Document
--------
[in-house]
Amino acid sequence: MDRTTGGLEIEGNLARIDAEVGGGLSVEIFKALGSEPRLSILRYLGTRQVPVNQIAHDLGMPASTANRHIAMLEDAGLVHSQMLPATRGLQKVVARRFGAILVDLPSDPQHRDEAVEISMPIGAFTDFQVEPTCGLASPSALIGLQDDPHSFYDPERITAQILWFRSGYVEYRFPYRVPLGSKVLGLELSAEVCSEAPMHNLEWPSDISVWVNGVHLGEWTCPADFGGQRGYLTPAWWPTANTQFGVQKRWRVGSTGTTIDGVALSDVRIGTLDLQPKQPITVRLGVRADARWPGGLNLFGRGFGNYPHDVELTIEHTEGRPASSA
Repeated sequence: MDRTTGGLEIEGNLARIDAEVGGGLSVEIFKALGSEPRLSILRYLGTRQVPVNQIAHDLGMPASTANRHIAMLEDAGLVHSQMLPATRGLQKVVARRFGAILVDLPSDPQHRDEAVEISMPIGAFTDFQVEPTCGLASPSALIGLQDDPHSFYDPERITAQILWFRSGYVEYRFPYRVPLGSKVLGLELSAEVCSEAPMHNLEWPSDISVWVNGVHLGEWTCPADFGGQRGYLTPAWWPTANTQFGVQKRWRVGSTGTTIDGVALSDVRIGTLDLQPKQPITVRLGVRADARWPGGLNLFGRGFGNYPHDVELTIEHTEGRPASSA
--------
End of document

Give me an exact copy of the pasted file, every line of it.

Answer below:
[in-house]
Amino acid sequence: MDRTTGGLEIEGNLARIDAEVGGGLSVEIFKALGSEPRLSILRYLGTRQVPVNQIAHDLGMPASTANRHIAMLEDAGLVHSQMLPATRGLQKVVARRFGAILVDLPSDPQHRDEAVEISMPIGAFTDFQVEPTCGLASPSALIGLQDDPHSFYDPERITAQILWFRSGYVEYRFPYRVPLGSKVLGLELSAEVCSEAPMHNLEWPSDISVWVNGVHLGEWTCPADFGGQRGYLTPAWWPTANTQFGVQKRWRVGSTGTTIDGVALSDVRIGTLDLQPKQPITVRLGVRADARWPGGLNLFGRGFGNYPHDVELTIEHTEGRPASSA
Repeated sequence: MDRTTGGLEIEGNLARIDAEVGGGLSVEIFKALGSEPRLSILRYLGTRQVPVNQIAHDLGMPASTANRHIAMLEDAGLVHSQMLPATRGLQKVVARRFGAILVDLPSDPQHRDEAVEISMPIGAFTDFQVEPTCGLASPSALIGLQDDPHSFYDPERITAQILWFRSGYVEYRFPYRVPLGSKVLGLELSAEVCSEAPMHNLEWPSDISVWVNGVHLGEWTCPADFGGQRGYLTPAWWPTANTQFGVQKRWRVGSTGTTIDGVALSDVRIGTLDLQPKQPITVRLGVRADARWPGGLNLFGRGFGNYPHDVELTIEHTEGRPASSA